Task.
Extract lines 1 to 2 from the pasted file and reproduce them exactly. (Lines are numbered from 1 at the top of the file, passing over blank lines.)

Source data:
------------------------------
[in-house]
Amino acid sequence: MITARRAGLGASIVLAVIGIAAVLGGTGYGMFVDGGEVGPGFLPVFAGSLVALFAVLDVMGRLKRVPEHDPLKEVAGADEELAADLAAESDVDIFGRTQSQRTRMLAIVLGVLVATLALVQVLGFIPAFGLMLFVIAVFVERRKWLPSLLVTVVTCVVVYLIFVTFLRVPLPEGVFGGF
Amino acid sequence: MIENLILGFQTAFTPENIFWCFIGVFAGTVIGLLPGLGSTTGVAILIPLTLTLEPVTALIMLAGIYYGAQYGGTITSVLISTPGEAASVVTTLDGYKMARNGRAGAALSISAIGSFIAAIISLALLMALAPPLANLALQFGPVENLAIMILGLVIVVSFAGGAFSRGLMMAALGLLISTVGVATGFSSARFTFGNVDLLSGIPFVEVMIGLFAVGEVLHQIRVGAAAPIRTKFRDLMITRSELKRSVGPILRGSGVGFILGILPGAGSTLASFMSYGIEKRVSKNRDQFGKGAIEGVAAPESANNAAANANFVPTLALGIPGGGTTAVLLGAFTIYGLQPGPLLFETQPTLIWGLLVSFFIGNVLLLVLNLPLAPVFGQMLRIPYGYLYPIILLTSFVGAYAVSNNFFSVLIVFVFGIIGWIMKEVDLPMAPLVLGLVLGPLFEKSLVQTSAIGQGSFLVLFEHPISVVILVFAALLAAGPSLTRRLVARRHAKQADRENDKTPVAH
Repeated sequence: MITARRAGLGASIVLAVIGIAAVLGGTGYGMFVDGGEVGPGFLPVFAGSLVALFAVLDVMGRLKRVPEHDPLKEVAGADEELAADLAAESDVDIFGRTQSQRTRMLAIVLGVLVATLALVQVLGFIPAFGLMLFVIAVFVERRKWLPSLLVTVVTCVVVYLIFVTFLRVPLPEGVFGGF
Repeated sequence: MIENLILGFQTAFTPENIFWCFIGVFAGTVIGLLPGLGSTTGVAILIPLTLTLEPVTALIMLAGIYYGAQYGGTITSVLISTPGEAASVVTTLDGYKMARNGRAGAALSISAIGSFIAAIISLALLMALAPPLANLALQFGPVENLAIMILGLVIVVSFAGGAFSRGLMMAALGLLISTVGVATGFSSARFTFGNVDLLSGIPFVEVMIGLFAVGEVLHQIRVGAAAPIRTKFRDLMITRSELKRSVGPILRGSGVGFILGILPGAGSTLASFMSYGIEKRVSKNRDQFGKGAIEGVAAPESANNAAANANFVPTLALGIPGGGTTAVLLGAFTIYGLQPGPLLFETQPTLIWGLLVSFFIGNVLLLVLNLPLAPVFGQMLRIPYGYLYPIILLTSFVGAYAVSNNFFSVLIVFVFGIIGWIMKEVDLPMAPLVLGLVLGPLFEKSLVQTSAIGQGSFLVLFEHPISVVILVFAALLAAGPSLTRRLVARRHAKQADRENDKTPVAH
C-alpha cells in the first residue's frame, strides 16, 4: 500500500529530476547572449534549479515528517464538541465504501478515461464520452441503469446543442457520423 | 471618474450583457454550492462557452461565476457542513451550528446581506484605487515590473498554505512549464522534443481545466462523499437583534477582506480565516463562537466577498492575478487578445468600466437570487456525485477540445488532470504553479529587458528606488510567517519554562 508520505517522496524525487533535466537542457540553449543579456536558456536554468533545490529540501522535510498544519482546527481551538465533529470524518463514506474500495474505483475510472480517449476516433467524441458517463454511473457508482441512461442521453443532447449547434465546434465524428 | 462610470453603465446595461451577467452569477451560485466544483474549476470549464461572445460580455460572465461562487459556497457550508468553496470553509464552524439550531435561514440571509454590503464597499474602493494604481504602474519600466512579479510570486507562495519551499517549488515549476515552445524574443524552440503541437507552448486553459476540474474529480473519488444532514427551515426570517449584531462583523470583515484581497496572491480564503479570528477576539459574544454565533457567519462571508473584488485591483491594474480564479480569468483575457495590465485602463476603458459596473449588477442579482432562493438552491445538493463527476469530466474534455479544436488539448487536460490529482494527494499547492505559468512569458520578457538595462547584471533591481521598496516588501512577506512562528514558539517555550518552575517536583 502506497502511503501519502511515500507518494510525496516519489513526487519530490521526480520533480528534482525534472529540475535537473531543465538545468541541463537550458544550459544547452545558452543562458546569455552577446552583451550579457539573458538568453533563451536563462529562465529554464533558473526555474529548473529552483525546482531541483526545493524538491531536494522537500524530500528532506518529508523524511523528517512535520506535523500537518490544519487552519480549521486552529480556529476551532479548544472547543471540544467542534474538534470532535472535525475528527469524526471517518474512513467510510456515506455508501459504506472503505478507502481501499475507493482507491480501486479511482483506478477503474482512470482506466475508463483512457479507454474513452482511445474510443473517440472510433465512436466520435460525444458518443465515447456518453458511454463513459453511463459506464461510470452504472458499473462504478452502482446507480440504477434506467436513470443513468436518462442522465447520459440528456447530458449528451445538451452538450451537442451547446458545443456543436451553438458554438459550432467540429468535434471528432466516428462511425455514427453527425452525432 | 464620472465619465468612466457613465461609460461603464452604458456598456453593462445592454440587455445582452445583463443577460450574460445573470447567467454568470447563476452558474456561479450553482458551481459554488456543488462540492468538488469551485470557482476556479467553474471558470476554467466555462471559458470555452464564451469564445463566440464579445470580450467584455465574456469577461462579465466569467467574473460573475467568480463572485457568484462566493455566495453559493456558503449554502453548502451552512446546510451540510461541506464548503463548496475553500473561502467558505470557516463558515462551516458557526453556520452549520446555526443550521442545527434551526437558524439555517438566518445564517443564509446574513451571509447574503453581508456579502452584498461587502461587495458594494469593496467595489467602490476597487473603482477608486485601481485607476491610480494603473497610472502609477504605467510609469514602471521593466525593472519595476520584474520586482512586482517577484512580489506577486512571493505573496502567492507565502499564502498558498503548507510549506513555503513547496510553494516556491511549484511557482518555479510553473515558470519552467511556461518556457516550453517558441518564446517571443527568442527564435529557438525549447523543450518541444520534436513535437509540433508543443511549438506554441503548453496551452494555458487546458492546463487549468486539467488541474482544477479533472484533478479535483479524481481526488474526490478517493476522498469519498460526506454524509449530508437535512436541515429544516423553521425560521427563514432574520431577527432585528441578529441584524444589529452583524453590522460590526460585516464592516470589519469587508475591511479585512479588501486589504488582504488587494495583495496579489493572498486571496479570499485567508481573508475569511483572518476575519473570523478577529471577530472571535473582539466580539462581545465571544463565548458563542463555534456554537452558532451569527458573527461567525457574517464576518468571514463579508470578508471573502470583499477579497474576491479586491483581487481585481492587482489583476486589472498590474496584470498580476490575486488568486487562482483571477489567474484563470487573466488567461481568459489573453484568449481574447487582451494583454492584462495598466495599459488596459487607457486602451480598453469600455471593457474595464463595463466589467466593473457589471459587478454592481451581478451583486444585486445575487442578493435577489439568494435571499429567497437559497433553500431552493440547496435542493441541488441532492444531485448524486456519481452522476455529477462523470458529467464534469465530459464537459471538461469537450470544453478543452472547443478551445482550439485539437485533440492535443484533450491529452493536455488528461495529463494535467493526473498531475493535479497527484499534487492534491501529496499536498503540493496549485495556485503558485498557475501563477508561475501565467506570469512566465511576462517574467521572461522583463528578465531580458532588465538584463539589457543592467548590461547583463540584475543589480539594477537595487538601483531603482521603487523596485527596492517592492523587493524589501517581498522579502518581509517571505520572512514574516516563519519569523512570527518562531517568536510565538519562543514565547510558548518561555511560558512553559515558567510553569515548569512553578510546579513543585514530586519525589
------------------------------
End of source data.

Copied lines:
[in-house]
Amino acid sequence: MITARRAGLGASIVLAVIGIAAVLGGTGYGMFVDGGEVGPGFLPVFAGSLVALFAVLDVMGRLKRVPEHDPLKEVAGADEELAADLAAESDVDIFGRTQSQRTRMLAIVLGVLVATLALVQVLGFIPAFGLMLFVIAVFVERRKWLPSLLVTVVTCVVVYLIFVTFLRVPLPEGVFGGF